peanutsPeanuts – an annual treat for Halloweve. (Image Wikimedia Commons) Every house had a nail driven into the door frame of which to hang an apple (I still have this nail on my kitchen door from my own children).

Fuji_appleApples – the key ingredient of our evening (Image Wikimedia Commons)

The apple was attached by its stalk to a long string and the trick was to get a bite from it without using hands to hold it. Apples were put into large bowls of flour,and several were floated in basins of water. In each case the apples had to be retrieved, or bitten,without using hands – the  kitchen often ended up in a wet mess, but it was great fun!  These were days before the unattractive practice of ‘trick or treat’ had crossed the Atlantic, and in days before television. Halloweve was indeed a highlight of our year and was the last great celebration before Christmas.

Hazelnuts_02Hazelnuts from the hedgerows. (Image Wikimedia Commons)

In Ireland, November 1 was a holy day, and so off we went to Church. Similarly on November 2, All Souls Day, we attended 3 masses, visited graveyards, and prayed earnestly for the release of souls from Purgatory. This continued throughout the month of November, designated the month of the Holy Souls, and we earnestly believed that our prayers helped release souls into heaven!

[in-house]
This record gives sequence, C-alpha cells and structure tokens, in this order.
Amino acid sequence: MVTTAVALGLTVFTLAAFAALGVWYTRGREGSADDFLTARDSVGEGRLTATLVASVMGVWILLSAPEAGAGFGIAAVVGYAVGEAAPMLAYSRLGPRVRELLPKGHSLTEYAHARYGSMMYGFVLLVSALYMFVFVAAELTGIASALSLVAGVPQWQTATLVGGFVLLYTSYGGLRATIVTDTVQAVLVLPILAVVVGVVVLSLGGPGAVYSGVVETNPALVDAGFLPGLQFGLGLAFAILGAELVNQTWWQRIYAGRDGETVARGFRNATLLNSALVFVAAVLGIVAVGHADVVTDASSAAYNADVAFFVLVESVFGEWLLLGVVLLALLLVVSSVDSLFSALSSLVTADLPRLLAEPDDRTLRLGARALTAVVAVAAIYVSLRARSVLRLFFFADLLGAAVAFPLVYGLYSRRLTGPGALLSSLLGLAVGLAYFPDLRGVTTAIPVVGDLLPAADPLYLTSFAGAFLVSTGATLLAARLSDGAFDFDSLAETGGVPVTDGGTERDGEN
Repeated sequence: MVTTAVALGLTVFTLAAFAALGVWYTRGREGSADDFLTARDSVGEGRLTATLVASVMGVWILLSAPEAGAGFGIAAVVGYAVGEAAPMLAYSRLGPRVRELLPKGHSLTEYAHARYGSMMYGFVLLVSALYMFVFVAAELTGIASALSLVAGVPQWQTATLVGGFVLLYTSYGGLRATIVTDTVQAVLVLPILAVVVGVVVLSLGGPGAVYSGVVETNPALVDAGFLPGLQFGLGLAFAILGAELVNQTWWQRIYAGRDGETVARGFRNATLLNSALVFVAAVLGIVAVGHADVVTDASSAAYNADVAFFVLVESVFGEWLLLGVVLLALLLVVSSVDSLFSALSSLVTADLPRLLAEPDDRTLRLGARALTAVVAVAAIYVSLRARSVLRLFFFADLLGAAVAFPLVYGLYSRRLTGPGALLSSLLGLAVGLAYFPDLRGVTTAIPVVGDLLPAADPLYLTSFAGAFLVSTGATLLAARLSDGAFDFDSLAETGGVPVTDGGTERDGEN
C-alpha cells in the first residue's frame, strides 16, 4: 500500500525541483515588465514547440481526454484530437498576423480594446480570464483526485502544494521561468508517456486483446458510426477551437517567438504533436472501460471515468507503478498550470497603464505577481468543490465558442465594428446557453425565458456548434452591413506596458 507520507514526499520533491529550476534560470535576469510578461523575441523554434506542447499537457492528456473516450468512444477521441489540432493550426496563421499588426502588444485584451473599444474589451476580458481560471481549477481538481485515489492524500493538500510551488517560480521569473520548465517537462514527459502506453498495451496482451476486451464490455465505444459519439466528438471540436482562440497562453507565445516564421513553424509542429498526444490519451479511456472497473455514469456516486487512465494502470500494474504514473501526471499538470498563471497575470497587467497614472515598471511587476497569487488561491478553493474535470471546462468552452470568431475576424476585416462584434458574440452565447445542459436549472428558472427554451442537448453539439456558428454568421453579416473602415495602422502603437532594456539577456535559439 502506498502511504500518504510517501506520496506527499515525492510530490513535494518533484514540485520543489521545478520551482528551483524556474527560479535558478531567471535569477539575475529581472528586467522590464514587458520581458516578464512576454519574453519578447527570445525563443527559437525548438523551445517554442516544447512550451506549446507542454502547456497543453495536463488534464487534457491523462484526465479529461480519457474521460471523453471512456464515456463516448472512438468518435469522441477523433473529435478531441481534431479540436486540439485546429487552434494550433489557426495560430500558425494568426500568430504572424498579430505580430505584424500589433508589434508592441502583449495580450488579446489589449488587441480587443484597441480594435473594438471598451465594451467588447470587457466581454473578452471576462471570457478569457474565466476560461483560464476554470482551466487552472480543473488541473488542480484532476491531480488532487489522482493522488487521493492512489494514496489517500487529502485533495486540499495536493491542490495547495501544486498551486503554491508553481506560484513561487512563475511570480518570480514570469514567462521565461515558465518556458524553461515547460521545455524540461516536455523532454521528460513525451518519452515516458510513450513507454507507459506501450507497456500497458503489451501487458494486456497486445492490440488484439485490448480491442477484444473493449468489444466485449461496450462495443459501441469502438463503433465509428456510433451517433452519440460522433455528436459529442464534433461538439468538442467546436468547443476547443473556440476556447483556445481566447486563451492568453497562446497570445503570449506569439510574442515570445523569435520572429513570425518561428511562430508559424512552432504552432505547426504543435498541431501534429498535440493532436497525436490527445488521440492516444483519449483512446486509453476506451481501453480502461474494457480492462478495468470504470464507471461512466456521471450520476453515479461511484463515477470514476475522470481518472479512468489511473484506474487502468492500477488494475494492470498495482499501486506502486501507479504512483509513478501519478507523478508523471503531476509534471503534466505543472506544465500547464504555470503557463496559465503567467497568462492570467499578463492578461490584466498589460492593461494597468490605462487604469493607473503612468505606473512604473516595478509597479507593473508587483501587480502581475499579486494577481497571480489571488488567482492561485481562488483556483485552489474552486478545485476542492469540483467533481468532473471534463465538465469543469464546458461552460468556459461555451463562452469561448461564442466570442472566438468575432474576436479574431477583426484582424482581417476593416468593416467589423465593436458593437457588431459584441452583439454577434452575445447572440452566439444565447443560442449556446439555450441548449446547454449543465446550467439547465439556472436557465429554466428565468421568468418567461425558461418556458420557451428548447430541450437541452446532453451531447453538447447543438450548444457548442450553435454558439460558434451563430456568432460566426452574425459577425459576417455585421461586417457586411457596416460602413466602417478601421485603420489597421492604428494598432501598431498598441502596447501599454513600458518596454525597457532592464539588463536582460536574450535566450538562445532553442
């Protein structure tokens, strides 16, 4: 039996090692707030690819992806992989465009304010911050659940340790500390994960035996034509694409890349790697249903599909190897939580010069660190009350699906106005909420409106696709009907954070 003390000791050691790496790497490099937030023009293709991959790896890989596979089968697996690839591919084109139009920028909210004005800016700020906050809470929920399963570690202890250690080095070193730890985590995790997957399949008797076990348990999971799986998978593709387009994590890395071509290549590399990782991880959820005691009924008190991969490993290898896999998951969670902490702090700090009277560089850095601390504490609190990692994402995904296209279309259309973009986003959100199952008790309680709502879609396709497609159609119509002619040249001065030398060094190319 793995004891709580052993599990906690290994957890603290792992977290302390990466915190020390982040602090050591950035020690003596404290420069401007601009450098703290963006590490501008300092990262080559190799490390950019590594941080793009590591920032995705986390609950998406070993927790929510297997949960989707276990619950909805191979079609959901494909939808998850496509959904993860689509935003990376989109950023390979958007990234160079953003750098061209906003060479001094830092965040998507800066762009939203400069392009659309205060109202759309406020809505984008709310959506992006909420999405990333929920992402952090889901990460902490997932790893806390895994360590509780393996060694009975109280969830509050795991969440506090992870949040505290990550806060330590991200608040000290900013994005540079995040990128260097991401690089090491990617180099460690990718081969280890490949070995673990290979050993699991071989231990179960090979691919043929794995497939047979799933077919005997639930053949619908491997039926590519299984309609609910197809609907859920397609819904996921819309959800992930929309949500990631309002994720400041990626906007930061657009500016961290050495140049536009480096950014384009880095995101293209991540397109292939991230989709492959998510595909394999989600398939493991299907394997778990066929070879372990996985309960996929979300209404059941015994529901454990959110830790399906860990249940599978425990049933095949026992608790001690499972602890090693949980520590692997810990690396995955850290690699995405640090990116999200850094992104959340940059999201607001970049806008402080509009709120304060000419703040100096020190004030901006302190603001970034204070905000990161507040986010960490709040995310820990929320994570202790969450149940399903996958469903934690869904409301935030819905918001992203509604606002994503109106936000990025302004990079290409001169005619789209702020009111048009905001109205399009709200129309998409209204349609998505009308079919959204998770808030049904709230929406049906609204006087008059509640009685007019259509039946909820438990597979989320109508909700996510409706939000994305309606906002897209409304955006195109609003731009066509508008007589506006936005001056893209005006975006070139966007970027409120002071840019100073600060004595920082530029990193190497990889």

Halloween Recipes.

Tea Brack.

This is not a cake, but is a bread, sliced thinly and buttered just like bread.

Brack

Buttered Brack. Image Wikimedia Commons

Ingredients

1 pound of fruit – Sultanas, Currants, Raisins.

1/2 pint of strong tea

12 ounces Self Raising Flour

1/2 teaspoon Mixed Spice

6 – 8 ounces of Brown Sugar

2 Eggs – beaten

A silver threepence or sixpence scalded in boiling water and then wrapped well in greaseproof paper.

Method

Put the fruit in a saucepan with the tea. Bring to the boil, turn off heat and leave overnight.

Sieve the flour and spice, add sugar and then the soaked fruit.

Stir all ingredients together , add beaten egg, and mix well.

Put all mixture into a greased 2.5 pound loaf tin.

Push the well wrapped coin  into the mixture

Bake at 170C (325 F) for 80 – 90 minutes or until a skewer comes out clean from the centre.

Serve cold.

Colcannon

This recipe is taken from my mother’s old cookery book – Full and Plenty by Maura Laverty

The recipe in the book is preceded by this old song

”Did you ever eat Colcannon when ’twas made with yellow cream
and the kale and praties blended like the picture in a dream?
Did you ever take a forkful, and dip it in the lake
of the heather-flavoured butter that your mother used to make?

Oh, you did;  yes, you did. So did he and so did I